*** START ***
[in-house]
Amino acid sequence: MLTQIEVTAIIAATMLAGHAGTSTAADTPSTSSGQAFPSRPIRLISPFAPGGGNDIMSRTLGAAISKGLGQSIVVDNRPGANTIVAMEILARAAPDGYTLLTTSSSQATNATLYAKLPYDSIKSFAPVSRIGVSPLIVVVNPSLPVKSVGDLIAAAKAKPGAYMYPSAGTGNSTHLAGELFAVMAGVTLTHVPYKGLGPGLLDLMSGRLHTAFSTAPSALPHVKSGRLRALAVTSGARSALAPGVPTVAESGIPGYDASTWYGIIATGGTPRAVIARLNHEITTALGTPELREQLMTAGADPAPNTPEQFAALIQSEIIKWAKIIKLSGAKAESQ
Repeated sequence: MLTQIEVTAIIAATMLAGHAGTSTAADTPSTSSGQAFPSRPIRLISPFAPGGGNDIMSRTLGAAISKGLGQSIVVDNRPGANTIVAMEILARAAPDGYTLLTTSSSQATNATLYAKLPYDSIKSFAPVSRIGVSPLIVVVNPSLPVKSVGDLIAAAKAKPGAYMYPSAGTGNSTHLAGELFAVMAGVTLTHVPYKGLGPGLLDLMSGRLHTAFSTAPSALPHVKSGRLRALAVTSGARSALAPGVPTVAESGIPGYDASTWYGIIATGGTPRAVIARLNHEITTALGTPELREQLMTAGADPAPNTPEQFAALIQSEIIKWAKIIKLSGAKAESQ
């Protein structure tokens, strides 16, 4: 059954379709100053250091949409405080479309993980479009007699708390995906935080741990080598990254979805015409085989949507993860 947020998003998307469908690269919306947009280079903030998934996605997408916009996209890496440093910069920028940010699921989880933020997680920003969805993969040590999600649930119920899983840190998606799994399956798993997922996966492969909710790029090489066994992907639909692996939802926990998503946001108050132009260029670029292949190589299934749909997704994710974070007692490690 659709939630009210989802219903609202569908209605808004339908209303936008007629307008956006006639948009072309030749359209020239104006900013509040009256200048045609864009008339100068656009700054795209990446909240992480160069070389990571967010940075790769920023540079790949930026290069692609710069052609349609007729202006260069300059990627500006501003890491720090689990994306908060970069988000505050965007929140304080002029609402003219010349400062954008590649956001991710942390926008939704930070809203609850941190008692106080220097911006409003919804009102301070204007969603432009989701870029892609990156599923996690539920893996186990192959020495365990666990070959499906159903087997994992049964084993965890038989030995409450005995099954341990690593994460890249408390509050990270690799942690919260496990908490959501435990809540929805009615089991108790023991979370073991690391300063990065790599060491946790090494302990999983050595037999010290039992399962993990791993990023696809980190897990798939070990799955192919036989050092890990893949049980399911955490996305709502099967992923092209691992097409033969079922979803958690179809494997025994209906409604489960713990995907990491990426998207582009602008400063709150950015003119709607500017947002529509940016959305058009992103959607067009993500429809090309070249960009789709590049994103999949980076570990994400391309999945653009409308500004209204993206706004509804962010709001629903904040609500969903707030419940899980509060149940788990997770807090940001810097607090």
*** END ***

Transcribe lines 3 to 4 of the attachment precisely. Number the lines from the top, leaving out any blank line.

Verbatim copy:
Repeated sequence: MLTQIEVTAIIAATMLAGHAGTSTAADTPSTSSGQAFPSRPIRLISPFAPGGGNDIMSRTLGAAISKGLGQSIVVDNRPGANTIVAMEILARAAPDGYTLLTTSSSQATNATLYAKLPYDSIKSFAPVSRIGVSPLIVVVNPSLPVKSVGDLIAAAKAKPGAYMYPSAGTGNSTHLAGELFAVMAGVTLTHVPYKGLGPGLLDLMSGRLHTAFSTAPSALPHVKSGRLRALAVTSGARSALAPGVPTVAESGIPGYDASTWYGIIATGGTPRAVIARLNHEITTALGTPELREQLMTAGADPAPNTPEQFAALIQSEIIKWAKIIKLSGAKAESQ
């Protein structure tokens, strides 16, 4: 059954379709100053250091949409405080479309993980479009007699708390995906935080741990080598990254979805015409085989949507993860 947020998003998307469908690269919306947009280079903030998934996605997408916009996209890496440093910069920028940010699921989880933020997680920003969805993969040590999600649930119920899983840190998606799994399956798993997922996966492969909710790029090489066994992907639909692996939802926990998503946001108050132009260029670029292949190589299934749909997704994710974070007692490690 659709939630009210989802219903609202569908209605808004339908209303936008007629307008956006006639948009072309030749359209020239104006900013509040009256200048045609864009008339100068656009700054795209990446909240992480160069070389990571967010940075790769920023540079790949930026290069692609710069052609349609007729202006260069300059990627500006501003890491720090689990994306908060970069988000505050965007929140304080002029609402003219010349400062954008590649956001991710942390926008939704930070809203609850941190008692106080220097911006409003919804009102301070204007969603432009989701870029892609990156599923996690539920893996186990192959020495365990666990070959499906159903087997994992049964084993965890038989030995409450005995099954341990690593994460890249408390509050990270690799942690919260496990908490959501435990809540929805009615089991108790023991979370073991690391300063990065790599060491946790090494302990999983050595037999010290039992399962993990791993990023696809980190897990798939070990799955192919036989050092890990893949049980399911955490996305709502099967992923092209691992097409033969079922979803958690179809494997025994209906409604489960713990995907990491990426998207582009602008400063709150950015003119709607500017947002529509940016959305058009992103959607067009993500429809090309070249960009789709590049994103999949980076570990994400391309999945653009409308500004209204993206706004509804962010709001629903904040609500969903707030419940899980509060149940788990997770807090940001810097607090």